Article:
5 Marvellous Attractions on Miyajima Island – Great Day Trip from Hiroshima
March 23, 2019
Do you know how Miyajima was labelled as one of the three most scenic spots of Japan? In 1643, a Confucian scholar, Shunsai Hayashi, wrote a book based on his experiences as he travelled throughout Japan on foot. In his book, “Nihon Kokujisekikou” (“Observations About the Remains of Japan’s Civil Affairs”), he bestowed his unqualified praise on the three locations, Matsushima, Amanohashidate, and Miyajima as “Three Most Scenic Spots of Japan”.
If you’re visiting the city of Hiroshima, you should take a day trip to Miyajima island. With the Japan Rail Pass, you’ll be able to reach Miyajima island from Hiroshima via the JR-West Miyajima ferry. It’s included in your Japan Rail Pass, and you do not have to pay any additional fee. Taking this ferry helped me save ¥3,600 (the amount you have to pay for the normal touristic ferry which leaves from the Atomic Bomb Dome).
It was very unfortunate that I experienced bad weather during my visit to Miyajima, and the Miyajima Ropeway to Mount Misen ceased operation. However, in times of bad weather, you can still enjoy exploring the following 5 attractions on the island.
#1 – The O-torii Gate
The O-torii Gate of Itsukushima Shrine is designated as a National Important Cultural Property, with its roof thatched with Japanese cypress bark. The main pillars are made of natural camphor trees while the four supporting pillars are made of natural cedar. The present O-torii, which is the eighth since the Heian period, was erected in 1875. The top rail of the torii has a hollow space, and stones the size of one’s fist are put inside as a weight. The gate stands under its own weight. This is probably the attraction that’s most photographed on Miyajima.
#2 – Itsukushima Shrine
Itsukushima Shrine was first built in 593, then rebuilt by Taira-no-Kiyomori in 1168 on the same scale as it is today. The shrine is dedicated to the three Munakata goddesses – Ichikishima-hime, Tagitsu-hime and Tagori-hime – who are worshipped as deities of sea, traffic safety, fortune, and accomplishment. The vermilion colour of the shrine and of the O-torii is considered to keep evil spirits away.
Miyajima has been worshipped as a divine island since ancient times. Hence, the shrine was built on the seashore where the tide ebbs and flows. The contrast of the blue sea, green hills and the vivid vermilion-lacquered shrine is breathtakingly beautiful. Please refer to the website for opening hours and admission fees.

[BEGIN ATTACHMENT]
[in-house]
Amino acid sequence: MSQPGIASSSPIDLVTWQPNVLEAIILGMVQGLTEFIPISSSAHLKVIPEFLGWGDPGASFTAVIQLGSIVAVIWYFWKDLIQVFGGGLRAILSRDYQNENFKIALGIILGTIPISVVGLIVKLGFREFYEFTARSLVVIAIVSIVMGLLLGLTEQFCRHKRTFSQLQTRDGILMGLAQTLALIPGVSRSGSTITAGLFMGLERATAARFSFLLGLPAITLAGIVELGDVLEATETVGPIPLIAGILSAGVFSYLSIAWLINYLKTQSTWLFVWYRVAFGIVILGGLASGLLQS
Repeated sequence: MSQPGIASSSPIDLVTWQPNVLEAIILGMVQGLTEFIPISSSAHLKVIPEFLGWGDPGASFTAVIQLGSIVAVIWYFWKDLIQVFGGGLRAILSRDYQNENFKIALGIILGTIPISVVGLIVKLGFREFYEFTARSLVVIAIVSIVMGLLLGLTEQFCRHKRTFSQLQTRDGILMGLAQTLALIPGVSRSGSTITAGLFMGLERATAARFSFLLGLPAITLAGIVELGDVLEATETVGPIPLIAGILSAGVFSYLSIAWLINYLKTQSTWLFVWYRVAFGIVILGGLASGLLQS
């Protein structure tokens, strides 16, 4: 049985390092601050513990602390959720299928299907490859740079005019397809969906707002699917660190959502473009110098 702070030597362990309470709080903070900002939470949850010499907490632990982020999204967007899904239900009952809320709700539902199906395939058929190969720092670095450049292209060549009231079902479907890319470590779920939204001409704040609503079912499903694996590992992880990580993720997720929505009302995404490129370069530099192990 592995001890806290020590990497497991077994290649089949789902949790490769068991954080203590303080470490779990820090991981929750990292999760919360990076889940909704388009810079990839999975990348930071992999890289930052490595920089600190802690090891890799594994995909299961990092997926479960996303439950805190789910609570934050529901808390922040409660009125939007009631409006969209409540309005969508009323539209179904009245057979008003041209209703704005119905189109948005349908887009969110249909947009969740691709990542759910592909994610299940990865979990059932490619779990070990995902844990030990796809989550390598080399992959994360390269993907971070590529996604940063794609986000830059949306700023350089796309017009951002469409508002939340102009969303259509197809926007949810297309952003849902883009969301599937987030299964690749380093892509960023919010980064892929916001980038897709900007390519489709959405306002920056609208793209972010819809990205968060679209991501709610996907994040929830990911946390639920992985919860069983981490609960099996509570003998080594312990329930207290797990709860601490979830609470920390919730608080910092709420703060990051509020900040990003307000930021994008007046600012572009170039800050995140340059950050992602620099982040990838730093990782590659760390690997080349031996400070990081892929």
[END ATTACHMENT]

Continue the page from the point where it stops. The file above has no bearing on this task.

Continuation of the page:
#3 – Five-storied Pagoda (Gojunoto)
The five-storied pagoda, said to have been built in 1407, is 28 metres high and harmoniously combines the Japanese and Chinese styles of architecture. The image of Buddha is painted in full colour on the wall inside the pagoda. The pagoda also offers a panoramic view of the Itsukushima Shrine and the ocean.
#4 – Momijidani Park
Located at the foot of the sacred Mount Misen, this park is tranquil and ideal for a relaxing stroll. The park presents a splendid view with its wide variety of scarlet-tinged maple leaves, particularly in autumn. From spring to early summer, lush greenery makes for an incredible sight.
#5 – Omotesando Shopping Arcade & Machiya Street
Omotesando Shopping Arcade is the liveliest area on Miyajima, with both sides of the street packed with souvenir shops and restaurants. You should try Momiji Manjyu, a sweet snack shaped like maple leaves. There is a variety of fillings such as sweet red bean paste, chocolate, custard, matcha, cheese, and chestnut enveloped within Castella dough. While walking down the shopping arcade, you’ll catch the scent of grilled oysters in the air. The oysters are so fresh, plump, and juicy. It’s a must to try them. There are also a few modern cafes where you can rest your legs after exploring the island.
To escape the crowd, head to Machiya Street, which is one block off the arcade. This street provides a glimpse into Miyajima’s local life with a neat row of centuries-old stores and houses. Bengara latticed merchants’ town houses and other buildings, which showcase an aesthetic combination of the historical architecture and the modern style, will take you back to the good old days.
One important thing to take note – The deer on Miyajima are wild. They may eat paper and cloth, so please pay attention and keep an eye on your personal belongings, especially tickets and souvenirs as the deer might eat them. Other than this, I hope you’ll enjoy your day on the island.